Today, Moscow does not have a strong position to discuss the prospects for space cooperation with the USA, Europe, Canada and Japan during the post-ISS period. The declared project of its own orbital station, which could be orbited by Russia in 2025–2035, based on the NEM and its derivative modules, is only an attempt to create such a position and to exert pressure on partners.
What is Moscow after?
Russia is now in a difficult situation: its transition to the new technological base has been delayed. The things it planned to do in space starting from the 1990s and 2000s were progressive. In the 2020s, this approach is no longer progressive, but is still sufficient to maintain a place in the club of leading space powers. It is all the more important for Russia to continue its space partnership with the West, a tool that turns Russia into a strong power alongside instruments such as nuclear weapons and its veto in the UN Security Council. However, this strategy is increasingly at odds with the actions undertaken by the Russian authorities in other areas of foreign and domestic policy.
Today, another contradiction has clearly emerged: the goals, plans and real capabilities of the Russian industry have become difficult to reconcile. This is supported by the fact that some important programmes had not been published as of May 2021, namely the state programme “Russian Space Activities for 2021–2030” (a document that includes planning for the federal space programme and other space-related programmes), and the federal GLONASS programme until 2030. This is also reflected in the tonality of the meetings at the Kremlin. In fact, it is no longer just a question of delayed projects, but the question of projects that Russia is capable of implementing on its own under the pressure of sanctions. The political priorities are obvious here: manned space travel, which gives rise to long-term international cooperation, and the military programme, which translates into military power that is also convertible into foreign policy capital.
Consequently, Moscow is now interested not just in extending the operation of the ISS until 2030, but also in ensuring that NASA continues to finance the station despite the existing commercialisation programme and the redirection of efforts from the ISS to the Artemis lunar manned programme. Moreover, Russia is probably trying to soften the U.S. sanctions regime against its space industry in order to advance its manned programme in a much more predictable way.
However, the most important goal is to join the American lunar programme, primarily in the Gateway manned lunar orbital station project. The head of Roskosmos, Dmitry Rogozin, repeatedly announced that Russia is not interested in participating in this project under conditions proposed by the United States, but this should only be seen as part of Russia’s negotiating tactics. Another part of such tactics is the announced plan to build Russia’s own orbital station based on the science and energy module, as well as the memorandum of cooperation on building a lunar station with China.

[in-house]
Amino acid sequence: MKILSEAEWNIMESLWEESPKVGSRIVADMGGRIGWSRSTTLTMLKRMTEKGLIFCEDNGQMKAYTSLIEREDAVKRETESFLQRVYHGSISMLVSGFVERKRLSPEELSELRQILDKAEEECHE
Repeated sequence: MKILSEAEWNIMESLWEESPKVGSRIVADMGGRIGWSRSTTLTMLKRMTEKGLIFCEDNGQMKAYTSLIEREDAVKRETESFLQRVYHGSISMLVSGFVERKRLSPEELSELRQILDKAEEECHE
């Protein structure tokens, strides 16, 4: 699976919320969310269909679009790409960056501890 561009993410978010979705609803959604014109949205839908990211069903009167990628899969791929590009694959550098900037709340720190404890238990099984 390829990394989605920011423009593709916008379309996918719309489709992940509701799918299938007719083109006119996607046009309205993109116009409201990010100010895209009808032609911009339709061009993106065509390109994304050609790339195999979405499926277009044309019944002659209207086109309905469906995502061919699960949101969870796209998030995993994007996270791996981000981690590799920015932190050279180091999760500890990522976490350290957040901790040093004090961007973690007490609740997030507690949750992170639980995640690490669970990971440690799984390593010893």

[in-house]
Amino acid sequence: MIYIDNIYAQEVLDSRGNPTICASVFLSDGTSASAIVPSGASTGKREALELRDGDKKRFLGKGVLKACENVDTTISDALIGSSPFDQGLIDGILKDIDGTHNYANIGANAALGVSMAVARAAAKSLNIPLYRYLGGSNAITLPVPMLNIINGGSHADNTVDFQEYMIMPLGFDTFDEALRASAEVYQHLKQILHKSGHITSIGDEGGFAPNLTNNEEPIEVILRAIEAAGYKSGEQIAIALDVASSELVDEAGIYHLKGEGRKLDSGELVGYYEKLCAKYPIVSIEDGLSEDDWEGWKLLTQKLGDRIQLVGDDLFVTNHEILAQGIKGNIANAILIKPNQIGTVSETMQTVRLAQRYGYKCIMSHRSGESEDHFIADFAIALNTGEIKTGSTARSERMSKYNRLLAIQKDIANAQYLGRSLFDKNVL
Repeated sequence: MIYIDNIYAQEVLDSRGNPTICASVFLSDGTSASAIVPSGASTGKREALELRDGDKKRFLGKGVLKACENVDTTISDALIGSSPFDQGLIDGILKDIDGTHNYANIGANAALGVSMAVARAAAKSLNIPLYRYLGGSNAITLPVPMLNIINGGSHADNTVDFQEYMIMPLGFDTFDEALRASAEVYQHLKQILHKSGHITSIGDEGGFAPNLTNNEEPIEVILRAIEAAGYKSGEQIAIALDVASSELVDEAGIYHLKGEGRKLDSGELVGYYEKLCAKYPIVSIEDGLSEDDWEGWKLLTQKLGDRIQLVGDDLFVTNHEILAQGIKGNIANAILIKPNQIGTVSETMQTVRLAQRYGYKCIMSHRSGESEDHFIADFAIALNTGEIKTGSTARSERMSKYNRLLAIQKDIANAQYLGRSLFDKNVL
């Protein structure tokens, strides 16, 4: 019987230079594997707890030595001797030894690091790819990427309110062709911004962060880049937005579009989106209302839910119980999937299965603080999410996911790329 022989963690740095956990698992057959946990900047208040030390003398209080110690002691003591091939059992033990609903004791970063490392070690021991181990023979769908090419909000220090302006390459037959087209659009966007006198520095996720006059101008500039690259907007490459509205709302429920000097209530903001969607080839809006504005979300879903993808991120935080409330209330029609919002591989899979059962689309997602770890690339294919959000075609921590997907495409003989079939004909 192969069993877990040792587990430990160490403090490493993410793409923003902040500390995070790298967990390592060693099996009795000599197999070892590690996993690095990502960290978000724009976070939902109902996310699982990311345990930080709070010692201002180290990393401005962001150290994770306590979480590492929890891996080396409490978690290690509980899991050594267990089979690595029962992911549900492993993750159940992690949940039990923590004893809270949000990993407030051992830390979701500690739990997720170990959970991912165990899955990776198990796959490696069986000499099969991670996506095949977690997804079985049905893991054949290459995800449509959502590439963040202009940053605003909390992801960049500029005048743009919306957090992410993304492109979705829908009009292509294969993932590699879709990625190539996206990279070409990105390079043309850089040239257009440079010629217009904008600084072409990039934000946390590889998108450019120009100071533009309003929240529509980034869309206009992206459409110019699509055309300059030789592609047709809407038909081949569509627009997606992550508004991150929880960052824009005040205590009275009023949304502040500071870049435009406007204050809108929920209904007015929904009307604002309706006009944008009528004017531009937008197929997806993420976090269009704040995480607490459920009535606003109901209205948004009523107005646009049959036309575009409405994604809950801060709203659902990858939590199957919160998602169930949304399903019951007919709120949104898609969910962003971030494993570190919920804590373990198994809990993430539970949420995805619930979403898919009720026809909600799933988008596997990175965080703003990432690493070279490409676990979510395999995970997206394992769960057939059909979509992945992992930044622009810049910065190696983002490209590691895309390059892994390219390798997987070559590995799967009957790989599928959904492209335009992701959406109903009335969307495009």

The Russian authorities are interested in making sure that the new American station near the moon needs the Russian presence, even though Russian cosmonauts have no equipment to fly there and Russia is hardly prepared to pay for them being sent there in a U.S. spacecraft. At the same time, the current possibility of creating an airlock chamber (at least on paper) for the European-Japanese module does not suit the Russian side, as it does not make mutually dependent partners reliant on Russia. The Kremlin would like to be invited to Gateway along with its module, and Vladimir Putin may raise the issue of space activity at the upcoming meeting with Joe Biden. The Kremlin might even be prepared to trade such an invitation for its own partial appeasement.
The time factor still plays into Russia’s hands: the first module of the Gateway station is still under development, and delays in the entire project cannot be ruled out, which will shift it from mid-2020s to the second half of the 2020s. In other words, if the political situation is favourable, Moscow stands a chance of synchronising work on its module with the work performed by the USA, EU, Japan and Canada on the lunar station.
Nevertheless, a Russian space station based on the NEM may become a working plan if agreement with the current U.S. administration is not reached and/or if the divergence between Russia’s approach to space affairs and other actions reaches a critical limit. Even then, though, Moscow will need foreign partners with resources: from India, which Russia is trying to help with its manned programme, to possibly Egypt, Brazil and other major developing countries. However, this would still be a worst-case political scenario for Moscow as it would force it to overstretch, and the negative consequences for Russia’s international status would be fraught with imbalances in the domestic political situation.